Special Issue "Rechargeable Batteries Studied Using Advanced Spectroscopic and Computational Techniques"
A special issue of Condensed Matter (ISSN 2410-3896).
Deadline for manuscript submissions: 15 December 2018
Prof. Bernardo Barbiellini
Department of Physics, School of Engineering Science, Lappeenranta University of Technology, Lappeenranta, Finland
Interests: theoretical physics; density functional theory; computational materials science; X-ray spectroscopy; positron spectroscopy
Dr. Jan Kuriplach
Department of Low Temperature Physics, Faculty of Mathematics and Physics, Charles University, Prague, Czech Republic
Interests: condensed matter theory; computational physics; positron condensed matter physics; hyperfine interactions
Dr. Rolando Saniz
Department of Physics, University of Antwerp, Antwerp, Belgium
Phone: +32 3 265 3433
Interests: condensed matter theory; computational materials science; superconductivity; positron spectroscopy
A complete understanding of the principles and mechanisms underlying the functioning of rechargeable batteries has not been reached, in spite of several decades of research. The present Special Issue topic, on modern spectroscopy techniques and first principles computations applied to rechearchable batteries, will help unravel relationships between key battery characteristics and the nature of the electronic orbitals involved in intercalation reactions. The issue aims at providing fundamental insight into how batteries work, as well as validating standard diagnostics and characterization techniques, which mostly probe the average behavior of the battery as a whole. We expect that the findings presented in this special issue will facilitate better battery designs and better power management concepts towards alleviating battery aging, as well as a deeper understanding of underlying physical principles. For example, one of the main challenges in the development of large-scale batteries is to monitor inhomogeneous positive ion distribution in the electrodes. Improved uniformity lowers the damaging mechanical stress on the electrodes and improves battery cyclability. These and other important issues can be studied with spectroscopy, and computational modeling and simulations.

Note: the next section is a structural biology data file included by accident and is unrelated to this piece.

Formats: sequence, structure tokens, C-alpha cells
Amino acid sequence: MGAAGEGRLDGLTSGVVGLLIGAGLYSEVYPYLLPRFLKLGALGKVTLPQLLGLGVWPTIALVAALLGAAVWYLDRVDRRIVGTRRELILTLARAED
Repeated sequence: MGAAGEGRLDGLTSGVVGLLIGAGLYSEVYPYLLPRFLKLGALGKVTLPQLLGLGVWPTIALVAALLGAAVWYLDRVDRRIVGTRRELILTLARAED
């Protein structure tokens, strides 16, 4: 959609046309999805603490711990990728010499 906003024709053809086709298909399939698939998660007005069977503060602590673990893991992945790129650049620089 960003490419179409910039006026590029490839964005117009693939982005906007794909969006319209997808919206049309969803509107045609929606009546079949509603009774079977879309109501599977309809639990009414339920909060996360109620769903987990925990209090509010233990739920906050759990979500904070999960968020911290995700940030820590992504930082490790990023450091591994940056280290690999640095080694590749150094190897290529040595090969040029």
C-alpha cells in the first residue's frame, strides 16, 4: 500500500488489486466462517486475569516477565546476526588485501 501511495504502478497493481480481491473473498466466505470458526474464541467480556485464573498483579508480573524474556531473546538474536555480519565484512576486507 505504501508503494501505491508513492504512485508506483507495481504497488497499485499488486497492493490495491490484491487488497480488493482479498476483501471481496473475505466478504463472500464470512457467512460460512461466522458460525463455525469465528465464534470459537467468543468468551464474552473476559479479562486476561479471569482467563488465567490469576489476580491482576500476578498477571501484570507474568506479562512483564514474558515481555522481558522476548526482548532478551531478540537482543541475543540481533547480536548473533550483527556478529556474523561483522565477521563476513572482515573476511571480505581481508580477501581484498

Sincerely yours,Prof. Bernardo Barbiellini
Dr. Jan Kuriplach
Dr. Rolando Saniz
Manuscript Submission Information
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- Li-ion Battery
- Na-ion Battery
- Li-air Battery
- Spectroscopy Techniques for Batteries
- First Principles Calculations
- Cathode Materials
- Anode Materials
- Li Diffusion and Intercalation